China lodges stern representations with US over Tiananmen crackdown comments

Chinese People's Liberation Army soldiers walk past a wall mural for the Tiananmen Flag Defence division inside the grounds of the Forbidden City across Tiananmen Square in Beijing, China, on June 3, 2018.
Chinese People's Liberation Army soldiers walk past a wall mural for the Tiananmen Flag Defence division inside the grounds of the Forbidden City across Tiananmen Square in Beijing, China, on June 3, 2018. PHOTO: EPA-EFE

BEIJING (REUTERS) – China has lodged stern representations with the United States, its foreign ministry said on Monday (June 4), over comments by US Secretary of State Mike Pompeo urging it to come clean on the anniversary of the 1989 Tiananmen Square crackdown.

Ministry spokeswoman Hua Chunying made the comments at a regular briefing in Beijing.

Hua said China long ago reached a clear conclusion about the events of that era, but the United States every year issues statements making “gratuitous criticism” of China and interfering in China’s internal affairs.  “The US Secretary of State has absolutely no qualifications to demand the Chinese government do anything,” she added.

Pompeo, speaking ahead of the 29-year anniversary of the day Chinese troops and tanks quashed the pro-democracy student-led demonstrations, called for Beijing to make a full accounting for those killed, detained or who went missing in the crackdown.

The Chinese government sent tanks to quell the June 4, 1989 protests, and has never released a death toll. Estimates from human rights groups and witnesses range from several hundred to several thousand.

The Tiananmen crackdown is a taboo subject in China and remains a point of contention between China and many Western countries.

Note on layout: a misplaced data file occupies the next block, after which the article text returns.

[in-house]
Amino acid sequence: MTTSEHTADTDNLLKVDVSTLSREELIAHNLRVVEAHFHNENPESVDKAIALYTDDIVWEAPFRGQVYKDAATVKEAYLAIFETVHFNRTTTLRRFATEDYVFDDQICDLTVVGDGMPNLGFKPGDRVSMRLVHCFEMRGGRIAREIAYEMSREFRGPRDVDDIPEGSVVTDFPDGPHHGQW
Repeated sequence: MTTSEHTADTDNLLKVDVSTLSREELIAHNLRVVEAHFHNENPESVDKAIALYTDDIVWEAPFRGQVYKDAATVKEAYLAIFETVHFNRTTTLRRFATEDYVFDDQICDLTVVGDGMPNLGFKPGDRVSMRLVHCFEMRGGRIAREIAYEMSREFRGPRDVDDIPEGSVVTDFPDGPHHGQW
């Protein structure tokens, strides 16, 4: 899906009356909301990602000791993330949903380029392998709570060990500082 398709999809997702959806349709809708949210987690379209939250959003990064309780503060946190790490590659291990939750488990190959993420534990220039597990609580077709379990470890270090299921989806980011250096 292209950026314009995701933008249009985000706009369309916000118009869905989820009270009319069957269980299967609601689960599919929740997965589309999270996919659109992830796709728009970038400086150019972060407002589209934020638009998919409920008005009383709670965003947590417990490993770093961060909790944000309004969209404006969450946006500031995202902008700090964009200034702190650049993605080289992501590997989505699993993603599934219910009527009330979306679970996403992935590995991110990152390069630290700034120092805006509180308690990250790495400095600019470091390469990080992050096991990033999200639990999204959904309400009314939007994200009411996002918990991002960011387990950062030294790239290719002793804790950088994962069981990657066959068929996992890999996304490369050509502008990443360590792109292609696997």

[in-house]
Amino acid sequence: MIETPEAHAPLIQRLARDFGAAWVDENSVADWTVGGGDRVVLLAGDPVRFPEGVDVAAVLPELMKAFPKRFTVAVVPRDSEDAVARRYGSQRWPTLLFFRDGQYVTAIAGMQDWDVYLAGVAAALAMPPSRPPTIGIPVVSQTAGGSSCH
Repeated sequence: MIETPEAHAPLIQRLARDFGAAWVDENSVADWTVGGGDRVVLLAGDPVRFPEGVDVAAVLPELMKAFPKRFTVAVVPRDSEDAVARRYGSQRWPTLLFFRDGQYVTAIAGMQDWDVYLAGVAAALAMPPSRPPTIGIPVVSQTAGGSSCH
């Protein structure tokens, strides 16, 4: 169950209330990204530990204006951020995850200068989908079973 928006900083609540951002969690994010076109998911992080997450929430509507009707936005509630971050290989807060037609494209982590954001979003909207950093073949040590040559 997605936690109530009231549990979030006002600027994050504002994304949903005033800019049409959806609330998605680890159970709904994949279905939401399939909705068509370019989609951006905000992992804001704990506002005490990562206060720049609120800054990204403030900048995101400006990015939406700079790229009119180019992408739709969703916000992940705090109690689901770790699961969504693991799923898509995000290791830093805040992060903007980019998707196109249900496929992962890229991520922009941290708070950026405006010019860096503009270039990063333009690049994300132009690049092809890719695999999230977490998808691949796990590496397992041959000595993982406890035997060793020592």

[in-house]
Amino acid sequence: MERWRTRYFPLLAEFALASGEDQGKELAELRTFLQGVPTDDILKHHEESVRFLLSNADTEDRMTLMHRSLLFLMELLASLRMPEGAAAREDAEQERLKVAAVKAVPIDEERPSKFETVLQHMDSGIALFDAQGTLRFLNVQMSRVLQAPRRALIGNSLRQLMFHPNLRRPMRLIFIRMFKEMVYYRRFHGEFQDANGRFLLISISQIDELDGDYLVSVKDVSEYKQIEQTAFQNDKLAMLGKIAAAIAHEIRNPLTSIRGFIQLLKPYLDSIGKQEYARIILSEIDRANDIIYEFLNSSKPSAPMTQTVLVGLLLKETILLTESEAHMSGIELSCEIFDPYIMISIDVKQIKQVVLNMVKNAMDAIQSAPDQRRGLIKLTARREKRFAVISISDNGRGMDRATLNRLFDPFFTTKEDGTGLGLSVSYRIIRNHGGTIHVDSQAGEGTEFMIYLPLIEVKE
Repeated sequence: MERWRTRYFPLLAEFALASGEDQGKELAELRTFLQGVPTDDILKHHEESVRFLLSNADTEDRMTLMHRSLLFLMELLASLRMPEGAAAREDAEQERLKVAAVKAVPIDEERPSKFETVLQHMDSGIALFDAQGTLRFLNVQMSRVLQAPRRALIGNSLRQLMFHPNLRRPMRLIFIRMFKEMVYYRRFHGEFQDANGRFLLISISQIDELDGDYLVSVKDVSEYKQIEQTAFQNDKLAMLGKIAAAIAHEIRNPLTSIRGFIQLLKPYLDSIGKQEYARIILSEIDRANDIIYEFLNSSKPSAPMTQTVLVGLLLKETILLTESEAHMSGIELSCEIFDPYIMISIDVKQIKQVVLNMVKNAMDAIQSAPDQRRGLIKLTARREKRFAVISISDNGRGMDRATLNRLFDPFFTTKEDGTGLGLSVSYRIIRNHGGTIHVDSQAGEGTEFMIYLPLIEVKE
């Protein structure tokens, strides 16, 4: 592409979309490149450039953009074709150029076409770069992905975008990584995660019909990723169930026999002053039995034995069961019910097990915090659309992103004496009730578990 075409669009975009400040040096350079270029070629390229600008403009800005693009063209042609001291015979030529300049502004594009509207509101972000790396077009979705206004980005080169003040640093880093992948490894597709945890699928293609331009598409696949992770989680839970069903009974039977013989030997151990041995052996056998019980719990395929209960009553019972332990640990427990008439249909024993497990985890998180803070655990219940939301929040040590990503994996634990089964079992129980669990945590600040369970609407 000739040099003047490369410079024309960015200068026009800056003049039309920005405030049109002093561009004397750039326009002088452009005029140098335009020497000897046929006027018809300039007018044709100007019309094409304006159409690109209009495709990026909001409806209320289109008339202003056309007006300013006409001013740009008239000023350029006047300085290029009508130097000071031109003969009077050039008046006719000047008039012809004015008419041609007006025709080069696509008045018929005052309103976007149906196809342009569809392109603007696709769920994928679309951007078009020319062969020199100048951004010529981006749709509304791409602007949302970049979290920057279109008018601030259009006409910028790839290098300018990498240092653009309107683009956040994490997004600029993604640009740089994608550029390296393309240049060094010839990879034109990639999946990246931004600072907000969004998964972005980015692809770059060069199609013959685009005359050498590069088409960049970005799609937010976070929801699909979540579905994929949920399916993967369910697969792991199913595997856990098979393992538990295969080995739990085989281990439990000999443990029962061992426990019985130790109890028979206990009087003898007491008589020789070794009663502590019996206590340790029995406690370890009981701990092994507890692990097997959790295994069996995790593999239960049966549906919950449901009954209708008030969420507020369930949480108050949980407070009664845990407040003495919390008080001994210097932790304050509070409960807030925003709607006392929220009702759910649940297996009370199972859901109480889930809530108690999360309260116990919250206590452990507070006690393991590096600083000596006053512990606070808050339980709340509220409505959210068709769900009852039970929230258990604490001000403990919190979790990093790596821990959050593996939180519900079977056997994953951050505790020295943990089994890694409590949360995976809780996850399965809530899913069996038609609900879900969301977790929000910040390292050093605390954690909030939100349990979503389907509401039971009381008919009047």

In a statement on Sunday, the recently appointed Pompeo said he remembered "the tragic loss of innocent lives".

"As Liu Xiaobo wrote in his 2010 Nobel Peace Prize speech, delivered in absentia, 'the ghosts of June 4th have not yet been laid to rest'," Pompeo said referring to the Chinese dissident who died last year while still in custody.

"We join others in the international community in urging the Chinese government to make a full public accounting of those killed, detained or missing," Pompeo added.

However, Hu Xijin, editor of the Global Times newspaper, called Pompeo’s statement a “meaningless stunt” that “represents a wish of the Western world to meddle in China’s political process”.

The Chinese Communist Party no longer mentions the Tiananmen incident in order to help Chinese society move on, which it has successfully done, Hu added, writing in English on Twitter, which is blocked in China.

Tens of thousands of people are expected to gather later in the day in Hong Kong to mark the anniversary, the only place in China where such large-scale public commemorations happen.

On Tiananmen Square, security was tight as is usual for the anniversary, with no signs of any protests or other memorial events.

Foreigners' passports were checked by Chinese police at a checkpoint nearly a kilometre from the square. A Reuters reporter was turned away and told that unapproved "interview activities" were forbidden in the square on Monday.

In their annual open letter, the Tiananmen Mothers, who represent the families of those who died, said the government was guilty of serious disrespect by ignoring their requests for redress.

"Such a powerful proletarian dictatorship apparatus is afraid of us: the old, the sick, and the weakest and most vulnerable of our society," they wrote in a letter addressed to Chinese President Xi Jinping.

In Taiwan, the democratic and self-ruled island China claims as its own, former president Ma Ying-jeou said in a statement it was important to face up to history to help heal the families'wounds.

"Only by doing this can the Chinese communists be seen by the world as a real great power," wrote Ma, under whose administration ties with China dramatically improved.